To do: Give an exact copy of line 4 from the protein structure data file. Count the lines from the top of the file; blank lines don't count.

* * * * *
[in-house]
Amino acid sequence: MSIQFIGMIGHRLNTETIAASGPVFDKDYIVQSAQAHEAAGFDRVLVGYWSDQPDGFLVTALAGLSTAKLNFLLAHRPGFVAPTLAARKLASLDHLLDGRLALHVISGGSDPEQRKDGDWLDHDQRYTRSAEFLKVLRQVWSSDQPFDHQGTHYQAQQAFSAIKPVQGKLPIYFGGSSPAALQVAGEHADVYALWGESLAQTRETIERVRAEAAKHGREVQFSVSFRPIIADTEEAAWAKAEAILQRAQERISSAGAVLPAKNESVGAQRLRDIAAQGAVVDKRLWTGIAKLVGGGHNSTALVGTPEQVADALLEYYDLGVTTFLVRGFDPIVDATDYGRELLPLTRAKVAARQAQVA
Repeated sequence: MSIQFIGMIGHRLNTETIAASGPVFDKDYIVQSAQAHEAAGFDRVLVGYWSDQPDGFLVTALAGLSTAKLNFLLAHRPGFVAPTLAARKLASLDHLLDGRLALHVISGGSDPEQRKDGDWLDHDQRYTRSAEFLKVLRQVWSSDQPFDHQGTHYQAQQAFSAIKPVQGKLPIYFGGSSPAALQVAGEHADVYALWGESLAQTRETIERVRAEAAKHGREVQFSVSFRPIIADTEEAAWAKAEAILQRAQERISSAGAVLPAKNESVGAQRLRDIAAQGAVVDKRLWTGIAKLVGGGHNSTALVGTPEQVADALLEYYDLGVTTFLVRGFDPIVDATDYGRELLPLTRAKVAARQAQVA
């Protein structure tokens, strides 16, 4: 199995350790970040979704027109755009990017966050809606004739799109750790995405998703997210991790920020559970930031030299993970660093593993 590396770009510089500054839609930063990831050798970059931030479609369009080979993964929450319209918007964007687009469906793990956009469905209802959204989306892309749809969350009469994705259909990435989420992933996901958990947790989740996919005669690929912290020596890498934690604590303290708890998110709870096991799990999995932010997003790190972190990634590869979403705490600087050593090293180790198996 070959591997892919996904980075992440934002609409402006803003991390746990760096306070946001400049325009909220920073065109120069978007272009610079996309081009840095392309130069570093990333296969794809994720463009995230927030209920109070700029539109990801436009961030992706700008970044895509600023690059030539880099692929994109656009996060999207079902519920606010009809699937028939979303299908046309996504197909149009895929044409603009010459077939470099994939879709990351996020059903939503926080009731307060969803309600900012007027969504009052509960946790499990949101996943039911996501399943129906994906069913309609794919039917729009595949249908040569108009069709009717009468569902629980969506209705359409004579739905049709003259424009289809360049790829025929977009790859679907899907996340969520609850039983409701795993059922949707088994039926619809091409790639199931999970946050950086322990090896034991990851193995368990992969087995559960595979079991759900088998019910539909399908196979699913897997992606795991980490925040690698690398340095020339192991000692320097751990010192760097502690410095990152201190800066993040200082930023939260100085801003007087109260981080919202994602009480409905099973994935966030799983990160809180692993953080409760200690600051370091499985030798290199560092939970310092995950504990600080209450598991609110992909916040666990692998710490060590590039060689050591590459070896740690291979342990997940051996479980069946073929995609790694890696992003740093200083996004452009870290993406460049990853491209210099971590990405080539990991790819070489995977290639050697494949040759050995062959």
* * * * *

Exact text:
């Protein structure tokens, strides 16, 4: 199995350790970040979704027109755009990017966050809606004739799109750790995405998703997210991790920020559970930031030299993970660093593993 590396770009510089500054839609930063990831050798970059931030479609369009080979993964929450319209918007964007687009469906793990956009469905209802959204989306892309749809969350009469994705259909990435989420992933996901958990947790989740996919005669690929912290020596890498934690604590303290708890998110709870096991799990999995932010997003790190972190990634590869979403705490600087050593090293180790198996 070959591997892919996904980075992440934002609409402006803003991390746990760096306070946001400049325009909220920073065109120069978007272009610079996309081009840095392309130069570093990333296969794809994720463009995230927030209920109070700029539109990801436009961030992706700008970044895509600023690059030539880099692929994109656009996060999207079902519920606010009809699937028939979303299908046309996504197909149009895929044409603009010459077939470099994939879709990351996020059903939503926080009731307060969803309600900012007027969504009052509960946790499990949101996943039911996501399943129906994906069913309609794919039917729009595949249908040569108009069709009717009468569902629980969506209705359409004579739905049709003259424009289809360049790829025929977009790859679907899907996340969520609850039983409701795993059922949707088994039926619809091409790639199931999970946050950086322990090896034991990851193995368990992969087995559960595979079991759900088998019910539909399908196979699913897997992606795991980490925040690698690398340095020339192991000692320097751990010192760097502690410095990152201190800066993040200082930023939260100085801003007087109260981080919202994602009480409905099973994935966030799983990160809180692993953080409760200690600051370091499985030798290199560092939970310092995950504990600080209450598991609110992909916040666990692998710490060590590039060689050591590459070896740690291979342990997940051996479980069946073929995609790694890696992003740093200083996004452009870290993406460049990853491209210099971590990405080539990991790819070489995977290639050697494949040759050995062959």